Value Drivers: Establishing Realistic Growth Strategies

 In Business Strategy

Buyers tend to pay premium prices for companies that have developed realistic strategies for growth. This growth strategy must be communicated to a potential buyer so that the buyer can see specific reasons why cash flow (and the business itself) should grow after it is acquired. The growth strategy is illustrated in pro forma statements that are used by buyers (and their investment bankers) to create a discounted future cash flow valuation of your company. Since future cash flow is based on estimates of future growth, having a realistic growth strategy can be vital to reaping top dollar for your business. This strategy can be based upon:

  • Industry dynamics
  • Historical growth
  • Increased demand for the company’s products (due to population growth or other factors)
  • New products and new product lines
  • Expansion through augmenting territory, product lines, manufacturing capacity, etc.

Don’t expect buyers to appreciate the growth opportunities your company offers unless you speak convincingly about it. First, a buyer will not understand your business as well as you do, and will not likely see its hidden opportunities. Also, if a buyer does discover an opportunity that it believes you have ignored, the buyer will likely attempt to take advantage of that knowledge during purchase price negotiations. It is a good idea to demonstrate that you are aware of the opportunity.

Even if you plan to sell tomorrow, you should have a written plan describing future growth potential and how that growth can be achieved based on the areas listed above, as well as any other catalysts for future growth unique to your business. It is that growth plan, properly communicated, that will help attract buyers. If you’re not a short-timer; meaning that you and your business have a few years or more before an expected sale, it is worthwhile to create more than a growth plan: consider creating a strategic business plan. For an example, let’s look at this hypothetical case study.

When business owner Jane Martin first met with her Exit Planning Professional to discuss increasing value drivers to prepare for the sale of her business in three to five years, she was unsure how to develop a business growth plan that was comprehensive, actionable and supported her overall exit goals. Jane’s advisor started the process by first bringing in a business consultant who discussed how growth plans come from strategic plans, which form the foundation of a solid business. Jane’s advisor and business consultant suggested that she create a strategic plan that was based on data gleaned from Jane’s customers, vendors, trade journals and other miscellaneous data the company had collected.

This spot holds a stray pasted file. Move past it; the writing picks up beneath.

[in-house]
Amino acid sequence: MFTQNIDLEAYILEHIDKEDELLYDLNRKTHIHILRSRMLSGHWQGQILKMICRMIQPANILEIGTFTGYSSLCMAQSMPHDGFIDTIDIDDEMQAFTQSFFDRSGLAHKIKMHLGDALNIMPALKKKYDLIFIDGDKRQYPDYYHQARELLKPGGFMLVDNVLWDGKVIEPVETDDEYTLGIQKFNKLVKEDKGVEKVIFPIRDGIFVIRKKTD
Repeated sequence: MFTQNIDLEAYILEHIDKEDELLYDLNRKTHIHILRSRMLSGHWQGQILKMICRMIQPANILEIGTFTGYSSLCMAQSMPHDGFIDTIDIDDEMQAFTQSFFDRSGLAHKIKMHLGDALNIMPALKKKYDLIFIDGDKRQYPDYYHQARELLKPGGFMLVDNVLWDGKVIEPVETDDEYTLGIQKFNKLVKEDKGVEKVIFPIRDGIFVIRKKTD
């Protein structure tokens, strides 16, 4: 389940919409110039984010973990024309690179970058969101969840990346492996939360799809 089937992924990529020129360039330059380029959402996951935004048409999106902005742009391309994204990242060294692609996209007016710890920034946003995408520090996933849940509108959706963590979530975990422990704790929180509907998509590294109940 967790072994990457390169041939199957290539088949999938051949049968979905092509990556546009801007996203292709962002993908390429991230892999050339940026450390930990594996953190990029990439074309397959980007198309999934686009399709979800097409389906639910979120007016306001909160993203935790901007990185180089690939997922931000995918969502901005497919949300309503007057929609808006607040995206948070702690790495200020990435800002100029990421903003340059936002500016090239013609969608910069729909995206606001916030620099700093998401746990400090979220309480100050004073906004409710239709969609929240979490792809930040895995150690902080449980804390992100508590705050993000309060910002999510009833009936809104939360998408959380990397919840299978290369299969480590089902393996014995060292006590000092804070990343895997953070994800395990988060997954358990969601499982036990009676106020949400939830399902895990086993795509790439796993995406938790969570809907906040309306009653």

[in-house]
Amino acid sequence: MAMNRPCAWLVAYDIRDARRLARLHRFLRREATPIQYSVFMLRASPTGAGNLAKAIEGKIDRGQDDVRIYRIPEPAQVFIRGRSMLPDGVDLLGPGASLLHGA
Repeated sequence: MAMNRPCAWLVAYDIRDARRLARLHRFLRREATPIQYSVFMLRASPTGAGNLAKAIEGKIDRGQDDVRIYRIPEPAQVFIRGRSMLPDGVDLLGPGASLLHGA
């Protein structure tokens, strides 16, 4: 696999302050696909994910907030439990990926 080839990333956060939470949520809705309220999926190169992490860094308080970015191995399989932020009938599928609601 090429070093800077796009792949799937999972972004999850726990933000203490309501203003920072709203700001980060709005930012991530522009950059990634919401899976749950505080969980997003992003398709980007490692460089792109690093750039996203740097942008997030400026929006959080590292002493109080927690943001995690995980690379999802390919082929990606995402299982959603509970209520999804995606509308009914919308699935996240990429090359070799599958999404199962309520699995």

With the direction of an experienced Exit Planning Professional, Jane was able to create a strategic business plan that not only aligned with her company’s vision (your future direction), mission (the reason your business exists), values (your guiding principles) and goals (wishes and deadlines), but the plan also presented strategies and action steps that her company needed to take to achieve the stated goals. These strategies and action steps were tied to the company’s budget. They also supported Jane’s (and the company’s) overall direction for building value and setting the foundation for Jane’s successful exit.

Similar to Jane Martin’s story, most business owners have difficulty developing comprehensive strategic plans by themselves that really drive business and align the essential elements. If you are like many owners, you may confuse strategic plans with marketing plans or take the time to write a great plan without knowing how to get it off the paper and into action. That is why it is important to elicit the help of an experienced Exit Planning Professional to guide you through key actions to develop a strategic plan. These key action items include:

  1. Collecting data: including industry projections, financial performance, customer data, employee satisfaction, sociological, technological and economic development data.
  2. Developing a vision.
  3. Affirming the mission.
  4. Articulating corporate values.
  5. Developing goals and objectives.
  6. Drafting an inventory of strategies.
  7. Prioritizing the strategies.
  8. Developing action plans for each strategy naming an “owner” for each action and tying each plan to resource allocations and budgets.
  9. Developing a set of measures to monitor progress.

Any opportunity you have to include your management team and employees in developing any part of this written plan helps to keep them involved as stakeholders. After you have worked with your management team and an experienced Exit Planning Professional to create and document your growth strategy, the next step to creating a company with strong value drivers is to establish reliable financial controls to manage your business.

If you have any questions about strategies for increasing the value of your business prior to your exit, please contact us to discuss your particular situation. We can help guide you through the process of identifying the current value drivers in your business and creating a road map for increasing value to meet your overall exit objectives.

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